Still challenging

five drawings of womens facesOnward Christian Soldiers was the theme song this weekend as I got on with the five book Christian Fiction challenge under the generalship of Miss Francine Rivers.

Unveiled is the first in her Lineage of Grace series of five novellas (yes I know, a novella but I am truly on a mission here so I’m counting it as one of the five) about biblical women  in the genealogy of Jesus. The others in the series are Rahab, Ruth, Bathsheba and Mary.

At the age of 14 Tamar is given in marriage to Er, son of  Judah. Those who were not paying attention at Sunday School or during productions of Joseph and the Amazing Technicolor Dreamcoat may not remember that Judah was one of bad boy brothers of Joseph,  who sold him into slavery.

Er is an abusive bad-tempered mama’s boy who is struck dead mid-rant. According to custom  Tamar is then given to second son Onan in order to beget a son in Er’s memory. That is not going to happen married to unsavoury old Onan, and clearly the Lord has bigger plans for Tamar than being married to either of these losers, as Onan also dies. Shelah is the third brother but Judah is none too keen on custom by this stage of proceedings so he keeps the two apart. Tamar is sent back to her father’s house where she is treated as little more than a slave before she eventually triumphs.

Unveiled is an engrossing read, short but satisfying.  Tamar didn’t appear in my Child’s Big Book of Bible Stories so I wasn’t familiar with her but she’s a compelling character and Francine Rivers isn’t one of the biggest names in Christian Fiction for nothing. I would read more of her but I am now about to embark on a ‘bonnet read’ – that is what Faith Fiction (this term is preferred to Christian Fiction apparently) publishers call romances set in closed communities like the Amish.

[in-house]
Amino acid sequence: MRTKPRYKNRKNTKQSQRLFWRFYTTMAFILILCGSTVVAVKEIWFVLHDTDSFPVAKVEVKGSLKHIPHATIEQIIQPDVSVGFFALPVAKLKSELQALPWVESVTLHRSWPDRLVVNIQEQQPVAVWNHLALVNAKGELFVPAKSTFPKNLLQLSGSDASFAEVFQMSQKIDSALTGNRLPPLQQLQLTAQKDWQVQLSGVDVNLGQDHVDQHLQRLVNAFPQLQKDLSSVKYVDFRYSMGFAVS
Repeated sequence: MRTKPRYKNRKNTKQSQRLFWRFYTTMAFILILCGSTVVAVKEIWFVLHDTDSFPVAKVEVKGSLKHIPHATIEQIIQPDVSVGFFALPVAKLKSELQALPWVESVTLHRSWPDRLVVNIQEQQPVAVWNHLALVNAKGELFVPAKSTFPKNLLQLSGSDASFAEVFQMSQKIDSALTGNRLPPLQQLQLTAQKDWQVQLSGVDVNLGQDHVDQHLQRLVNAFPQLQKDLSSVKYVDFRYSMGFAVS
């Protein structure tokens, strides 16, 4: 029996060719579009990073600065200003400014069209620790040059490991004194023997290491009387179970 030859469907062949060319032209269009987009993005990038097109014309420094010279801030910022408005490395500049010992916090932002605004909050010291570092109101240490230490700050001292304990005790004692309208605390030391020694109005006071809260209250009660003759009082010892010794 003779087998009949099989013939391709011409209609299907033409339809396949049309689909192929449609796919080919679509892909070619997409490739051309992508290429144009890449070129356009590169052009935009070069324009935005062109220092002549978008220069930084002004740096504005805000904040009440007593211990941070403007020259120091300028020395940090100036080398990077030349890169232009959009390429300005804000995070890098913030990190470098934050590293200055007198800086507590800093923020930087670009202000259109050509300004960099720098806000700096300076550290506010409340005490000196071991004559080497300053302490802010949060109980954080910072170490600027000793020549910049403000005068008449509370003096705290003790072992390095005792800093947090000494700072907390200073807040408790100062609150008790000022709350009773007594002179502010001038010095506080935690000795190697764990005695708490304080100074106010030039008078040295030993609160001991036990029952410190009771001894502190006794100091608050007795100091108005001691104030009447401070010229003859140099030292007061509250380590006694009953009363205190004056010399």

The Night Book

CoverHaving finished The night book by New Zealand writer Charlotte Grimshaw, (Winner of the 2008 Montana Book award for her short stories Opportunity),  I can’t decide whether I really liked it or not.  I certainly found that I wanted to finish it, and being a non finisher this is a good sign, but I’m just not one hundred percent sure that it is a great book.  The original story comes directly from her book Singularity, and maybe it works better as a short story? I would certainly be interested to hear what others think.

There is no doubt that the content is topical.  Roza is married to David, who looks as if he will become the next New Zealand Prime Minister.  I spent quite a lot of time trying to work out if there is a resemblance to our Mr Key, and certainly David has come from a tough background and is a self-made man.  You would hope that Roza and Bronagh Key don’t have too much in common though, as Roza turns out to have a bit of a drink and drug problem!

Grimshaw’s  descriptions of National party members in Auckland portrayed them as a fairly self-congratulatory lot.   Perhaps they are typecast –  I don’t really know, having not moved in those circles much myself, but from my lefty point of view I did enjoy the descriptions of party faithful in their ruffled skirts, (Trelise Cooper being a ‘must have’)  middle-aged men with red noses, boring fund-raising events and outright snobbery.

What kept me reading this book though?  The plot is somewhat pedestrian, bordering on the soapy, but there is something about the characters that made me want to find out what happens to them.  I almost found myself cheering on David and Roza as they moved among the rosette festooned party faithful, bathing in the glory of an outright National victory.